Another issue you may run into is that caching is not occurring between different sessions or users.  This would generally happen because users are ending up with different cookies.  The following command will let you monitor requests as they come in to see if they are being cached or not and troubleshoot the issues.  You may need to add some more cookie exceptions in /usr/local/etc/varnish.vcl and restart.  Some trial and error may be needed here.
sudo varnishncsa  -F  "%{X-Forwarded-For}i %{X-Forwarded-Proto}i://%{Host}i%U %{Varnish:handling}x %{Varnish:hitmiss}x"

Force SSL

Assuming that everything is working correctly with the SSL configuration you can force all traffic or only specific sites to use SSL.  To do this we need to do it in the Varnish configuration as the backend is all non-SSL and we don't want redirect loops or complex conditional code.  To do this edit your /usr/local/etc/varnish.vcl file find the # Optinal rule to force SSL line. Add or edit it as needed with your new DomainName.
# Optinal rule to force SSL Everywhere for listed domains.
if ( ( ~ "^(|") && req.http.X-Forwarded-Proto !~ "https") {
    set req.http.x-redir = "https://" + + req.url;
    return (synth(750, ""));

# Or force all requests to SSL
if ( req.http.X-Forwarded-Proto !~ "https") {
    set req.http.x-redir = "https://" + + req.url;
    return (synth(750, ""));

Add Caching exceptions

If you have directories or sections that should not be cached, or if there are headers or cookies that should prevent caching when present you can add rules to your /usr/local/etc/varnish.vcl file to prevent caching in the # Add additinal rules here section.  Here are some examples:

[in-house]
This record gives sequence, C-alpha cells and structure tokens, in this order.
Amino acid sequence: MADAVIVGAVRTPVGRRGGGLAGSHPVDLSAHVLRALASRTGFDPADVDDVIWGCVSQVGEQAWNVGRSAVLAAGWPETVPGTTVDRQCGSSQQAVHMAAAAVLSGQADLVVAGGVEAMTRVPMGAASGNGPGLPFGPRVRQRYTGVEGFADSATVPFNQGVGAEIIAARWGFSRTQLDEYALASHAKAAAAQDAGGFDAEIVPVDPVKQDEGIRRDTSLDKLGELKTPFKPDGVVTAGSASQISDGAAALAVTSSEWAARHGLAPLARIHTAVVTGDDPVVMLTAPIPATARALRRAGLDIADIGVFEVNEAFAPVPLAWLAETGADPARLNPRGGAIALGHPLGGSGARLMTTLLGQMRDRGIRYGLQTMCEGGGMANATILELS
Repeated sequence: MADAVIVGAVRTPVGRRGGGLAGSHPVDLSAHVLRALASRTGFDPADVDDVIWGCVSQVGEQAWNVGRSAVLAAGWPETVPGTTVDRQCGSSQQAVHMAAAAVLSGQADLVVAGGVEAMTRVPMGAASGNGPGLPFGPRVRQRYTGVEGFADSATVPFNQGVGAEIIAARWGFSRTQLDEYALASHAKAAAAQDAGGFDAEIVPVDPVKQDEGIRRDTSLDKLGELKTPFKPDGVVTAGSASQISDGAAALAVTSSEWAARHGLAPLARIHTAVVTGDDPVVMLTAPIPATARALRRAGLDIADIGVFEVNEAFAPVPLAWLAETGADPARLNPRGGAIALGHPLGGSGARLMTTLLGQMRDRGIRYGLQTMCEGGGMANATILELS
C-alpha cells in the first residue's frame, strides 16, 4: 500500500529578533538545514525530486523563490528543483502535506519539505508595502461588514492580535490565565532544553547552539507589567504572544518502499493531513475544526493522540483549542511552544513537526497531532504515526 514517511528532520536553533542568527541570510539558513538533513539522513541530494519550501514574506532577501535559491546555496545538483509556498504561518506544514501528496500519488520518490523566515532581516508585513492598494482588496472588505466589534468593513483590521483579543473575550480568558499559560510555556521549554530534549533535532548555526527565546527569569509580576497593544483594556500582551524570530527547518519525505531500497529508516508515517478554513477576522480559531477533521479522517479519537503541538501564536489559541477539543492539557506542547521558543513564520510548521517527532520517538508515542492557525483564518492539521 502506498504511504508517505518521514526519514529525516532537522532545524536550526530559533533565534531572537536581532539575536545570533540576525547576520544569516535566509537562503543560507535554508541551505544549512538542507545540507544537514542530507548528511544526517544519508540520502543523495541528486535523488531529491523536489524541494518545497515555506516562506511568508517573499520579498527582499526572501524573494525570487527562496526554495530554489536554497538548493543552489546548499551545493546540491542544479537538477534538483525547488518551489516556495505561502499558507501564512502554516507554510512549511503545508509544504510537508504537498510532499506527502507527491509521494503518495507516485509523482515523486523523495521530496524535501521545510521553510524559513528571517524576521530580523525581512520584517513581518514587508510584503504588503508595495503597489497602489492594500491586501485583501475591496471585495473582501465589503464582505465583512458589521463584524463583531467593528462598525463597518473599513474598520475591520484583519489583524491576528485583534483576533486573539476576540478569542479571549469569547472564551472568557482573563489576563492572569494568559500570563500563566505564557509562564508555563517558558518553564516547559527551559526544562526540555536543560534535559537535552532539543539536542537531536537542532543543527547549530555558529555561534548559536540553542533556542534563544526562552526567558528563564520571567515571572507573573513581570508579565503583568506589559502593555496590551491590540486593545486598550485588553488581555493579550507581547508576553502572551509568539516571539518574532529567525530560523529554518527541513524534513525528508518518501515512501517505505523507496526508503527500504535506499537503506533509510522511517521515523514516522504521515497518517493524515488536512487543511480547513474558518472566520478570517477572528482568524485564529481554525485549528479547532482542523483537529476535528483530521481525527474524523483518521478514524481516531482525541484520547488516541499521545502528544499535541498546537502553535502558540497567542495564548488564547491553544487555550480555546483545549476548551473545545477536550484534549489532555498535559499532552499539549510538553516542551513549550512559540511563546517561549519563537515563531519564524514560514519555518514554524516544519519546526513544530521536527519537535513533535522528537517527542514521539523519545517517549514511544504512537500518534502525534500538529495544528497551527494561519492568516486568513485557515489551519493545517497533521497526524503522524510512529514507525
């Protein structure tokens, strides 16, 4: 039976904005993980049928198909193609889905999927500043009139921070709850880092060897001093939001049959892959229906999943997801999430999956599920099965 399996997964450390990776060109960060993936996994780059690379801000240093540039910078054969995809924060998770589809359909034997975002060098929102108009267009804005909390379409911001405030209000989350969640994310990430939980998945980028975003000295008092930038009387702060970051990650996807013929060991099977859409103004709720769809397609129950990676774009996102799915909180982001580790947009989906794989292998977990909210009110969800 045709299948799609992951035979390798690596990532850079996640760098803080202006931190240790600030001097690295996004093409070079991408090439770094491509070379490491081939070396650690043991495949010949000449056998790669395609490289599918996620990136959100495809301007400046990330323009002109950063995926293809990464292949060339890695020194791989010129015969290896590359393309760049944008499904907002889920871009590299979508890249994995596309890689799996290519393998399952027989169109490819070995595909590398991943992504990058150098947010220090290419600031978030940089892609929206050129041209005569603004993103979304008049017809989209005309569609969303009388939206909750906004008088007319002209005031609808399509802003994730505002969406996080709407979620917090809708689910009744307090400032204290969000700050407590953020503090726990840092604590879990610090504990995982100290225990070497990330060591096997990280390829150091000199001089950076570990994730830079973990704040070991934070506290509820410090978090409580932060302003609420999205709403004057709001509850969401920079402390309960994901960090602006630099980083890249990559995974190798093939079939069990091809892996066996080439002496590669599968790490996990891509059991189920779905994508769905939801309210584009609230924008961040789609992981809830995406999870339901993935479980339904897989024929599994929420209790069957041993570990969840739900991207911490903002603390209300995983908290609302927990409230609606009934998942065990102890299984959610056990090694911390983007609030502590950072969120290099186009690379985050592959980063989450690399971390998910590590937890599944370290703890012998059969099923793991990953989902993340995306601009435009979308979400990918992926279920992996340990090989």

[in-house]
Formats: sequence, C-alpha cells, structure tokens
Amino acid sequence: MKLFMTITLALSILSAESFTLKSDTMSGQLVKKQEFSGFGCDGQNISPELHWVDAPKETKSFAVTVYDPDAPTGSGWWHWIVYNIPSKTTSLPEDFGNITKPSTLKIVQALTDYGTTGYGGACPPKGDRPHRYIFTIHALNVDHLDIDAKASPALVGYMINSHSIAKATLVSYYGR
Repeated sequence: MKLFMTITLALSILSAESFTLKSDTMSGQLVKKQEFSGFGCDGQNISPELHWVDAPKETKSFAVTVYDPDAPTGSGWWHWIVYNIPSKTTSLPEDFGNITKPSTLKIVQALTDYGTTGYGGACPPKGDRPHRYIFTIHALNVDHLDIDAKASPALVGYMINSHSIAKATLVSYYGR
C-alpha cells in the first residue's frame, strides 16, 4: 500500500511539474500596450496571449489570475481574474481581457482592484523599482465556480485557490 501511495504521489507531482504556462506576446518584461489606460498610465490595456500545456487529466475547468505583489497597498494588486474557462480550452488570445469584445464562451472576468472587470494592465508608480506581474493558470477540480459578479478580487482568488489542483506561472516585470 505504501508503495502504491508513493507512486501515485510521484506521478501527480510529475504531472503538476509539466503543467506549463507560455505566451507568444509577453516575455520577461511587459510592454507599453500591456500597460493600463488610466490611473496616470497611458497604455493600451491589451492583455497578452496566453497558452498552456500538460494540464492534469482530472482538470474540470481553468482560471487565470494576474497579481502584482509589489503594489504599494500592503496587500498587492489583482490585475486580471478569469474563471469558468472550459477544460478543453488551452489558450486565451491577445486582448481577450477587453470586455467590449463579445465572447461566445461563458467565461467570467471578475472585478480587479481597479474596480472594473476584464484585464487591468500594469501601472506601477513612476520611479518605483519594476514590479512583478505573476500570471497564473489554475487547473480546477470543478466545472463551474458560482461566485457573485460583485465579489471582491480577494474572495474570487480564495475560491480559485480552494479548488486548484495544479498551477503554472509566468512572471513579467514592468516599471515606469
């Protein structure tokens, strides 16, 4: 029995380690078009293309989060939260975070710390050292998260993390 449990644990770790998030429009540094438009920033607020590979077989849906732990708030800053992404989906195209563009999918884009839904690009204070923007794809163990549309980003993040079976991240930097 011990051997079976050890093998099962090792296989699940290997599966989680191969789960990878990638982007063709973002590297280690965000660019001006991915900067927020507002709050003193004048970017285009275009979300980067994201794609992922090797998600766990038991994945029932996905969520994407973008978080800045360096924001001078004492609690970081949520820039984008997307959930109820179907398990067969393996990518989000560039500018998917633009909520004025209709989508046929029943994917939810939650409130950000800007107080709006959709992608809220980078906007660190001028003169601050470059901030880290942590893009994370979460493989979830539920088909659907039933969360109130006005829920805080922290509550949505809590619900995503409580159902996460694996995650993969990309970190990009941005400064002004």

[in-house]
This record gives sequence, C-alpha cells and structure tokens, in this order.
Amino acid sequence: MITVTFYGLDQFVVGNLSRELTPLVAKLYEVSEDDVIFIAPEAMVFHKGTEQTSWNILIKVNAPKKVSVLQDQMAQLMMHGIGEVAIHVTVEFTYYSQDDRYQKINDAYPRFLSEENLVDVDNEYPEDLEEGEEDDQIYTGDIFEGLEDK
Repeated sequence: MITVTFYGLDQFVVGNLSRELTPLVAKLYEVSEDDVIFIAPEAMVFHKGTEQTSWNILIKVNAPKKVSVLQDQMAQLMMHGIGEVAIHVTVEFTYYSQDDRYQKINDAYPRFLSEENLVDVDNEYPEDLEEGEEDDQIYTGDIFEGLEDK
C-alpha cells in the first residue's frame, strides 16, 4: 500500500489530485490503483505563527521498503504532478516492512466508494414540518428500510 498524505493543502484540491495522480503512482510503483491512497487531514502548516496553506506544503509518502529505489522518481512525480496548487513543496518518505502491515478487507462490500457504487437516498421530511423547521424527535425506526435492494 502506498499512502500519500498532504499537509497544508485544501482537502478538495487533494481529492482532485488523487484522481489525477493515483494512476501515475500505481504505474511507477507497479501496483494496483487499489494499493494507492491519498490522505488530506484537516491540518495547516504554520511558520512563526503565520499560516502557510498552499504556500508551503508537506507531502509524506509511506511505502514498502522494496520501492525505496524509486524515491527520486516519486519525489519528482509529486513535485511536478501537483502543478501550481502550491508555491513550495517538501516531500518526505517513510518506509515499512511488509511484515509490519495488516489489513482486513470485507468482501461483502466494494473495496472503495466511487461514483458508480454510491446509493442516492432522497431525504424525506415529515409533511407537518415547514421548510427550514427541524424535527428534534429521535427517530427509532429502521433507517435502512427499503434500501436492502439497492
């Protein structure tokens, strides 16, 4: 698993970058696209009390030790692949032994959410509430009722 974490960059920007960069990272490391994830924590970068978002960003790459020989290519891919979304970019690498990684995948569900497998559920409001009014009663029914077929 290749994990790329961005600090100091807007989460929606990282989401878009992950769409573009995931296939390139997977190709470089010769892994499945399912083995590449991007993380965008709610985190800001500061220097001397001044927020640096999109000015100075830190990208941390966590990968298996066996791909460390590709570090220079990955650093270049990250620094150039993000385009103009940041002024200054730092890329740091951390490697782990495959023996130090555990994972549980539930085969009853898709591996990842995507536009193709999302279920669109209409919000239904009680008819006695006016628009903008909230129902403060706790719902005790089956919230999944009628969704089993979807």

# Bypass shopping cart and checkout requests
if (req.url ~ "/(cart|my-account|checkout|addons)") {
    # Don't cache, pass to backend
    return (pass);

# Either the admin pages or the login
if (req.url ~ "/wp-(login|admin|cron)") {
    # Don't cache, pass to backend
    return (pass);

# Custom Scripts and API
if (req.url ~ "/api/") {
    # Don't cache, pass to backend
    return (pass);
As you are making changes you can test them by running sudo service varnishd reload so that the entire cache isn't cleared. Additionally you can easily check which requests are hitting the cache with this command.
sudo varnishncsa  -F  "%{X-Forwarded-For}i %{Varnish:time_firstbyte}x %m %{X-Forwarded-Proto}i://%{Host}i%U %{Varnish:handling}x %{Varnihitmiss}x"

Configuring a CMS to Purge it's Cache

The next major hurdle is that as you are eloping or tweaking your CMS/site you will quickly discover  that the varnish caching layer is caching changes and won't check the backend for updates.  You can restart the entire service with sudo service varnishd restart but that will clear the cache for all your sites and it quite cumbersome.  Instead you will want to configure a plugin or custom code for your site to just clear it's cache on demand.

To configure varnish integration in Magento log in to the backend and go to Store -> Configuration ->  Advanced -> System -> Full Page Cache.  Set the Caching Application to Varnish Cache and save the changes.  In addition you will need to edit your app/etc/env.php file and this section at the end just before the last line.  Additionally this patch has to be applied to your Magneto install of it will clear all site's cache's instead of just the current site.

In wordpress you simply need to install the Varnish HTTP Purge plugin and your good to go.  Please note that you will get unexpected results and poor performance if you didn't add the primary hostname to your servers /etc/hosts file as indicated above.